Inside the Nashville basement studio of audio engineer Gena Johnson, she has mementos from many of the artists she’s helped to record and who have also shaped her own career.
A turn-of-the-century upright piano that Ben Folds helped her find sits next to the entrance. Polaroids of her and singer Ashley Monroe are scattered on her mixing board, and a sign in the lounge offers a cocktail called Handsome Johnny, a signature vodka drink that the late John Prine named after himself.
Johnson works behind the boards at the premiere studios in town, but her own home studio has the laid-back comfort of a friend’s house with enough reminders that Johnson is among the city’s top engineers.
But she was still surprised to get woken up with calls one recent morning to learn that not only was she nominated for engineer of the year by the Academy of Country Music, she was also the first female engineer to ever be nominated. The ACM Awards are airing on Sunday on CBS and the studio award winners will be announced at a later date.
“It feels like I’ve been seen by my community and that what I’ve been working for is paying off,” said Johnson.
Johnson has worked on hit records by Chris Stapleton, Jason Isbell, Kacey Musgraves, Brandi Carlile, and The Highwomen. A friend and fan of Prine’s for years, she was in his home to record his last song, “I Remember Everything,” which earned Prine two posthumous Grammy Awards this year.
A year after his death from COVID-19 complications, Prine is still a big part of Johnson’s life. She easily recounts funny stories of the witty and wise songwriter, who adored Johnson’s tiny Chihuahua mix breed pup named June. June slept in a little doggie bed under Johnson’s mixing board while she worked on an upcoming Prine live project.
“I actually had tears in my eyes when we were recording because it just felt special,” Johnson said. “I didn’t think it was the last time that John would record anything.”
The Mankato, Minnesota-native came to Nashville after college to work as an intern in a studio, slowly moving up the rungs by learning just about any job there was to do in a studio. Her first big break was working with Michael Wagener, a producer and engineer who has worked with Metallica, Ozzy Osbourne, Skid Row, and many other hard rock bands. He showed her a lot of the technical skills and concepts of audio engineering.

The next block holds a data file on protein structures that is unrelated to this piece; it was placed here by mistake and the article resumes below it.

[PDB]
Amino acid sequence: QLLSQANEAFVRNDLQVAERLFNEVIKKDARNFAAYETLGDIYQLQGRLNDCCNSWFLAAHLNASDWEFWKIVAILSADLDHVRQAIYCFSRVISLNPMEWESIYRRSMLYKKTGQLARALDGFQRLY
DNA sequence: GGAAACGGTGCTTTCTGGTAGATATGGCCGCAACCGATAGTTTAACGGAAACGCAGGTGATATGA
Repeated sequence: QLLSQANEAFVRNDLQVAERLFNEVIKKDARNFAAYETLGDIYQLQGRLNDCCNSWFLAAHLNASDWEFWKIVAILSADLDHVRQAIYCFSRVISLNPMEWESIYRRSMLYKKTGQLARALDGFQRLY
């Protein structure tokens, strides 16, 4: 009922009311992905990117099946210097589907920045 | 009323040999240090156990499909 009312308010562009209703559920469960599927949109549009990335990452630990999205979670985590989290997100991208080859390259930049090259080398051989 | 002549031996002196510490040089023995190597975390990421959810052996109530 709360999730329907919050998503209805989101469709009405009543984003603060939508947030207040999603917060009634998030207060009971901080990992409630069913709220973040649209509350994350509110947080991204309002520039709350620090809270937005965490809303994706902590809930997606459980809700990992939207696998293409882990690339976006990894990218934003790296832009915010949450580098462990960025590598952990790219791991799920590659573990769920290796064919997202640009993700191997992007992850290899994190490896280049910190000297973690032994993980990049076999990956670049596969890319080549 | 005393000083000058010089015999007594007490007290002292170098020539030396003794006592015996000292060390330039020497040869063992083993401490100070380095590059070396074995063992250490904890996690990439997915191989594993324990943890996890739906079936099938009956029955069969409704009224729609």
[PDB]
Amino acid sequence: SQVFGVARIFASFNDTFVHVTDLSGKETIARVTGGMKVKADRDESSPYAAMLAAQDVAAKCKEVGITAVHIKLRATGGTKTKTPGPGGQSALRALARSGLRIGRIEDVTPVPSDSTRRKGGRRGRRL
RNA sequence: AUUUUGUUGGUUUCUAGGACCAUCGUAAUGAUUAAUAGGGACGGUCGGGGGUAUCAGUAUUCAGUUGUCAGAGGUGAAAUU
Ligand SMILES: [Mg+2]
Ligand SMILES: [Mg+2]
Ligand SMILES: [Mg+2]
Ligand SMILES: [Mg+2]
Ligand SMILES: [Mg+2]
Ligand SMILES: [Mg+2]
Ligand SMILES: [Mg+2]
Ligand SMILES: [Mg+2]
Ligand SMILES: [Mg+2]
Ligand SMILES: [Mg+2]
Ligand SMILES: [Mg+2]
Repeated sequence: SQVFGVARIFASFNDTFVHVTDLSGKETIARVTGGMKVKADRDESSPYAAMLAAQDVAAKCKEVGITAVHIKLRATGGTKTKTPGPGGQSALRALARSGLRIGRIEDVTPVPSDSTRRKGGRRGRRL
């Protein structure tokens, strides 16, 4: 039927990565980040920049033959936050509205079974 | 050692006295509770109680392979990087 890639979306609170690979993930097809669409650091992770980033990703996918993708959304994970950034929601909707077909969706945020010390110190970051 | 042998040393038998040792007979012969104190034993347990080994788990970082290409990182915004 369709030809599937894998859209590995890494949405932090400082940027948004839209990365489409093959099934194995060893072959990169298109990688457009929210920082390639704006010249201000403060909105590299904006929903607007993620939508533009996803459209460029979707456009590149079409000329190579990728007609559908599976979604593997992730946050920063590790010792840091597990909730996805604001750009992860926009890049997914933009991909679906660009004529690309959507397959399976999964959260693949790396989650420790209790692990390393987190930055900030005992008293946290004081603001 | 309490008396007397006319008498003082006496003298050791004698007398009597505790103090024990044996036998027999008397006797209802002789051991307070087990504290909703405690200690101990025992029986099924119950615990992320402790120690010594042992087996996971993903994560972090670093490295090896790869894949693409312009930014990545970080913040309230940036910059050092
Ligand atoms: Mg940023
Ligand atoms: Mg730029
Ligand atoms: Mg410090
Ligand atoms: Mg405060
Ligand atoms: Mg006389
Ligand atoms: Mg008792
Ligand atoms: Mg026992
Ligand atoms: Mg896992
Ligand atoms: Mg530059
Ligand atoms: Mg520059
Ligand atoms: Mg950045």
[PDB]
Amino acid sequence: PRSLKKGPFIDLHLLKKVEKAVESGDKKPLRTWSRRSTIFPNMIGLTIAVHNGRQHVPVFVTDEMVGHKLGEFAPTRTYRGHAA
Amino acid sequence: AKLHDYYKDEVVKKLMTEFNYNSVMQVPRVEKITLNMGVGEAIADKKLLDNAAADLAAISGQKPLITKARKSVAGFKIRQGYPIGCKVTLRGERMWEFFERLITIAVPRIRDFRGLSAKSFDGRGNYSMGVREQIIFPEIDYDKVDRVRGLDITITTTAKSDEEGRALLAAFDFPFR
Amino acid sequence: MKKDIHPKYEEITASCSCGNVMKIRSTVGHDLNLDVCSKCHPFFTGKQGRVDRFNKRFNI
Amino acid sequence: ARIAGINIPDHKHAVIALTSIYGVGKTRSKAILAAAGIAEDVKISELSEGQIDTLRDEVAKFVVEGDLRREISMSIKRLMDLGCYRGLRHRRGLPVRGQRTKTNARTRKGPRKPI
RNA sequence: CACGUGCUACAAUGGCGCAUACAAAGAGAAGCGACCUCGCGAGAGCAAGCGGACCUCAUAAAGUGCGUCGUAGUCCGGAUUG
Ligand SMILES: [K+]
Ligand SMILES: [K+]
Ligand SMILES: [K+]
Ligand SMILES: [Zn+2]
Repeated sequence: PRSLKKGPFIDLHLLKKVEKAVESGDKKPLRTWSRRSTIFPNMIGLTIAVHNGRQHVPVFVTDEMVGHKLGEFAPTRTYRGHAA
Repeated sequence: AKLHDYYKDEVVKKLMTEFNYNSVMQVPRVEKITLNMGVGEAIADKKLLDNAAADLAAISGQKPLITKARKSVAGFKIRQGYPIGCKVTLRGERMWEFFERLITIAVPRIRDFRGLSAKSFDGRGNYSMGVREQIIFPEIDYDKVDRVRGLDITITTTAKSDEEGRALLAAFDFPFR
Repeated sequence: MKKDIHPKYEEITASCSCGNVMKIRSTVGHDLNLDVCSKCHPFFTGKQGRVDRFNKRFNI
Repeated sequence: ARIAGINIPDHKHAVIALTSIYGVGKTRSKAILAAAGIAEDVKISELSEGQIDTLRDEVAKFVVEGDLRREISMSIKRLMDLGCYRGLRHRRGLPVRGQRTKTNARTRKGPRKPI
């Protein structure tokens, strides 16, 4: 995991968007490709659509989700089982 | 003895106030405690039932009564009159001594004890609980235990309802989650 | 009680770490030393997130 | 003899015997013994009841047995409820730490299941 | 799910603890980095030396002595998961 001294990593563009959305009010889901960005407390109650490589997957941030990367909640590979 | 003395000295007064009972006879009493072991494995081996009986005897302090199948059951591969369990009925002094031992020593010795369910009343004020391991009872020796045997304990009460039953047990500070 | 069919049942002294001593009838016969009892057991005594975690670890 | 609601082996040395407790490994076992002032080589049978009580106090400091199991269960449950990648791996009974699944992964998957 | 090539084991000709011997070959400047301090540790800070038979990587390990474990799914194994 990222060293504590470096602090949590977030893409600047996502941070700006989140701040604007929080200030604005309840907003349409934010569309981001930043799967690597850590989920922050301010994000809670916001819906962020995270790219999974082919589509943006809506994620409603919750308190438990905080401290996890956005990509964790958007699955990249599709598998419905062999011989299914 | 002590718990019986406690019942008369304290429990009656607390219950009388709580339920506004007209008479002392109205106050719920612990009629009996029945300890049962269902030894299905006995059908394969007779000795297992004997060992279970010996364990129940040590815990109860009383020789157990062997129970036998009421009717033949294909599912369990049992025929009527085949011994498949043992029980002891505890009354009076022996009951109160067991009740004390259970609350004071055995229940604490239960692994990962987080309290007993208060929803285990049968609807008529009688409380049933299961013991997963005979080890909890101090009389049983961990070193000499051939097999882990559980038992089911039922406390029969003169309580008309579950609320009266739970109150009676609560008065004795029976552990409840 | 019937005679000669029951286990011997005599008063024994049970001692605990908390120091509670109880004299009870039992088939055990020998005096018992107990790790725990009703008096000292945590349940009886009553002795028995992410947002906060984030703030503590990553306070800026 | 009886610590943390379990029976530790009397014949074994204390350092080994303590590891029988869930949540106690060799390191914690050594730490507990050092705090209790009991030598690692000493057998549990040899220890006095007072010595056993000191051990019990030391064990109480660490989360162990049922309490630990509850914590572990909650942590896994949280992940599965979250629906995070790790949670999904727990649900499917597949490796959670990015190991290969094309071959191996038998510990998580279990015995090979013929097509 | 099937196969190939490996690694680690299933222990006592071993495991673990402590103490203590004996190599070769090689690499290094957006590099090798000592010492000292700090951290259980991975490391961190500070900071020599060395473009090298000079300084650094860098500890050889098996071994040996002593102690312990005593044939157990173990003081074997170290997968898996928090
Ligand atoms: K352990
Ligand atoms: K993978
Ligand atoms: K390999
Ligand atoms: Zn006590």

She then started working with Folds, who was running the historic RCA Studio A on Music Row, where Dolly Parton had first cut “Jolene.” Later Grammy-winning producer Dave Cobb took over the studio and has continued its legacy, with Johnson by his side for several of the albums he’s produced, including Stapleton’s 2020 record “Starting Over,” which is nominated for album of the year at the ACM Awards.
Monroe, one-third of the country supergroup Pistol Annies, remembered the first time she showed up at RCA Studio A to record vocals for her 2018 solo album “Sparrow.” Johnson had put a tiny Zen garden with rocks in the vocal booth for her, along with a fresh bouquet of flowers. The two of them worked together again for Monroe’s upcoming album “Rosegold” coming out on April 30.
“She’s just so wise,” Monroe said. “She cares about the words, the songs.”
Her nomination comes as the music industry has been examining the gender gaps and barriers to women and people of color. The Recording Academy started an inclusion initiative in 2019 asking artists, labels, and producers to commit to hiring more women for their projects. A study by the Annenberg Inclusion Initiative found that among popular songs on the Hot 100 Year-End Charts from 2012-2017, only 2.6% of engineers/mixers were women, a ratio of 38 men to every one woman engineer.
Despite being in a mostly male-dominated field, Johnson has worked with other female engineers, Leslie Richter and Sorrel Brigman, at RCA Studio A. She’s also quick to note pioneers in the field that came before her, like Trina Shoemaker, the Grammy-winning engineer for Sheryl Crow’s 1998 hit album “The Globe Sessions,” and Susan Rogers, an engineer who worked for Prince during the 1980s.
“It’s bigger than me because I need to represent in a way and provide space also,” said Johnson.
Johnson has been working with and mentoring other new engineers who are just starting their careers. Her advice to those younger engineers is to treat each record they work on like an investment and commit to caring deeply about the music.
“I’m still going to hustle and I’m still going to love what I do. It doesn’t change who I am,” said Johnson. “And then also on top of it, being the first woman feels really good, but it also feels like we have a lot more work to do.”
ACM nominee engineer Gena Johnson crafts hit records